Bate moved to Chattanooga in 2005 in search of an older home, full of character and potential. This led him to the Highland Park neighborhood on McCallie Avenue, which at the time, was ripe with crime and boarded up storefronts. The neighborhood lacked life, color, and was deemed the “bad part of town.” As depressing as the neighborhood seemed, Bate questioned how such a place made its residents feel. He saw this as an opportunity to breathe life back into a part of Chattanooga that had been forgotten and overlooked. Bate picked up his paintbrush and quite literally began to recolor his town. His initial goal was to give his neighborhood a sense of pride and to draw more public attention to an area that he quickly grew to love.
Bate started painting large murals on old, dilapidated buildings that lined the streets of McCallie Avenue. He was an instant success. Chattanooga natives, who previously sped through the neighborhood, were stopping and taking pictures in front of his murals. An area that was once avoided was now a destination. The City of Chattanooga and various business owners wanted more from Bate. He started doing commission murals, including “The Fallen Five,” that are now iconic Chattanooga staples.
Bate has an original artistic style that is easily recognizable all over the city. He uses implied lines and abstract shapes that force the viewer’s brain to see a face; they make people stop in the midst of their busy days and just look. Beautification was Bate’s goal. Now, after being an established Chattanoogan, Bate has poured his heart and talent back into the art community. He states, “I’d like to be the person to put more local artists to work.” Bate knows how it feels to be an aspiring artist, living off mac n’ cheese and criticism. Therefore, he wants to inspire local artists to pursue their talents by collaborating with him on large projects to continue to paint this city.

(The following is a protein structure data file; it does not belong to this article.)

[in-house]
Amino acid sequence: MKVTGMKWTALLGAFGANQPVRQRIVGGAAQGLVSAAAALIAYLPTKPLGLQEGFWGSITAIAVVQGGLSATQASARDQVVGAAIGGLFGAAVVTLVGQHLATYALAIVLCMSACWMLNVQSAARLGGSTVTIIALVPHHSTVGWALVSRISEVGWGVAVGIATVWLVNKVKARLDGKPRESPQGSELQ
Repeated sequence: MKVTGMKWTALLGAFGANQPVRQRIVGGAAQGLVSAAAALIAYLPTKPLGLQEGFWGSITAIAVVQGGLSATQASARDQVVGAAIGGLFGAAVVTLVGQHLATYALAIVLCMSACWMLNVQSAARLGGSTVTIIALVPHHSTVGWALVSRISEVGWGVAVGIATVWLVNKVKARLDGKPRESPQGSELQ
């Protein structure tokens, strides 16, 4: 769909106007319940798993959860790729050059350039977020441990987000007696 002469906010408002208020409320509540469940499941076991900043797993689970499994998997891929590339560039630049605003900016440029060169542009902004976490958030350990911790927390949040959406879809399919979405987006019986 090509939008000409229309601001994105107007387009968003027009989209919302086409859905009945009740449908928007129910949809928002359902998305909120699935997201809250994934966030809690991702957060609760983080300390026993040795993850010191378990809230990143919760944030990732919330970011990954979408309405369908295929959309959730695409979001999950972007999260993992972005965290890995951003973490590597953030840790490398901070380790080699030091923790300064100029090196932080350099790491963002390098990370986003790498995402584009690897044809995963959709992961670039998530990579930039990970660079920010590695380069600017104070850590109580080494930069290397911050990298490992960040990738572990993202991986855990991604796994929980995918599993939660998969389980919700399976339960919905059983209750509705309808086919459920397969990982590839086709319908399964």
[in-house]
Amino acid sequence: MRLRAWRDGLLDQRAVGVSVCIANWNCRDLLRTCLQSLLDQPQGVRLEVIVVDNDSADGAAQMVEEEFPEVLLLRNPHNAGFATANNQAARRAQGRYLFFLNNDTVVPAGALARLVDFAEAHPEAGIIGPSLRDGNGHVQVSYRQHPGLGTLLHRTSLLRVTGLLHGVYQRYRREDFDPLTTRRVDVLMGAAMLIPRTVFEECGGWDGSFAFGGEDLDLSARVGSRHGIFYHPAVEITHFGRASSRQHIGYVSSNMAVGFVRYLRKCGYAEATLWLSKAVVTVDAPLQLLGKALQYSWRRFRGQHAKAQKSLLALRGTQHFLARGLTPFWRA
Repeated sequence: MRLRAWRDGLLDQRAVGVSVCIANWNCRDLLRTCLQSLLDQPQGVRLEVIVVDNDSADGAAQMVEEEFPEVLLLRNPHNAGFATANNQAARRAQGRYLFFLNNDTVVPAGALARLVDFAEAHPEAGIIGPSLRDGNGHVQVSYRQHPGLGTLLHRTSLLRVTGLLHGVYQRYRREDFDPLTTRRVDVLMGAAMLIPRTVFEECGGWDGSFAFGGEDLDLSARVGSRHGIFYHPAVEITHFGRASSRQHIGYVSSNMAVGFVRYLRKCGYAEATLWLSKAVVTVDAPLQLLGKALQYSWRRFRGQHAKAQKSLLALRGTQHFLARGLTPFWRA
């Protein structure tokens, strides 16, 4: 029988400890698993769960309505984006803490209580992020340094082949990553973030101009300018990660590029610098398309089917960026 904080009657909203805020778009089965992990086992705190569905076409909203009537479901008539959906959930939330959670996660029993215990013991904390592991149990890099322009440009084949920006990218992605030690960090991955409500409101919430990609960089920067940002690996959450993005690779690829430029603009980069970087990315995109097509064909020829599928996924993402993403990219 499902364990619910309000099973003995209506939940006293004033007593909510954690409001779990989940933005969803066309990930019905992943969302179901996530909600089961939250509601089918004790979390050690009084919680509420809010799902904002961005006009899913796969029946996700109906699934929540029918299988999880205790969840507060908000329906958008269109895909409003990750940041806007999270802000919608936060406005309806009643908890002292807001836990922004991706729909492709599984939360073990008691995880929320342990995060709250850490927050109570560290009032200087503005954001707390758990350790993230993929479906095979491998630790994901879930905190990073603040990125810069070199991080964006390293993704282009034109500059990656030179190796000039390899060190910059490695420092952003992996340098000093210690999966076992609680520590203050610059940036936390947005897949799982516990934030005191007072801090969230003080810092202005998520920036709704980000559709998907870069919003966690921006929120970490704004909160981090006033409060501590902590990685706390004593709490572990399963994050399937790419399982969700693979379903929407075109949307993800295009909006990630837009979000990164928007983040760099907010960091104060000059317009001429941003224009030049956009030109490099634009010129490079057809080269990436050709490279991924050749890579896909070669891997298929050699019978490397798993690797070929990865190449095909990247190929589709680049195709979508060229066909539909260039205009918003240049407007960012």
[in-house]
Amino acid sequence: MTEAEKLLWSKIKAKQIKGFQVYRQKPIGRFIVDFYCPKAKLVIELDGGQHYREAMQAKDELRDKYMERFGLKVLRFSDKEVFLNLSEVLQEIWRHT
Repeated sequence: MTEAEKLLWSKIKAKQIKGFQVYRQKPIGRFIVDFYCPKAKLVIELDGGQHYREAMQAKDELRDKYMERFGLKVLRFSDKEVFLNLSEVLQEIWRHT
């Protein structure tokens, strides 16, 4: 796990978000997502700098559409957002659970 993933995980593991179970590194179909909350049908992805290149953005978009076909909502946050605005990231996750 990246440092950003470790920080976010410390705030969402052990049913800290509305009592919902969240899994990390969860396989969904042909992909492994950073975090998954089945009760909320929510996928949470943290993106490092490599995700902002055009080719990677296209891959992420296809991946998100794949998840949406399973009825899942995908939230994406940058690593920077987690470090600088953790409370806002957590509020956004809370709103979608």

Story Corps preserves human history through the oral storytelling of its participants. With a travel trailer converted into a recording studio, Story Corps road trips to 10 cities around the country to record and broadcast the stories of local residents. This year, Story Corps has partnered with WUTC to showcase the untold histories of Chattanooga. Participants can tell anystory they want, and it can be told alone or with a partner.
Through a series highlighting young singer songwriters, Rising Rock Media decided to showcase the musical talents that hide in Chattanooga. With genres ranging from folk, americana, and rock, each musician creates a wide variety of talent that ought to be brought to light. This series focuses on each musician involving a music video of Spencer Denning’s song “Pen Pals,” Rachel Smith’s recording of “Wedding Blues,” and Jamesen Rees’s recent Spotify released song “The Weight of Change.” Through sharing each of these artists musical talent, Rising Rock attempts to bring about focus on the talent right on UTC’s campus.
The 33rd anniversary of the Challenger Shuttle accident was January 28th. Wife of the late Commander Dick Scobee, Dr. June Scobee Rodgers, and their daughter Kathie Scobee Fulgham, remember this day with peace and find power in making huge efforts to further the mission of the Challenger. It’s about keeping the fallen astronauts memory’s alive.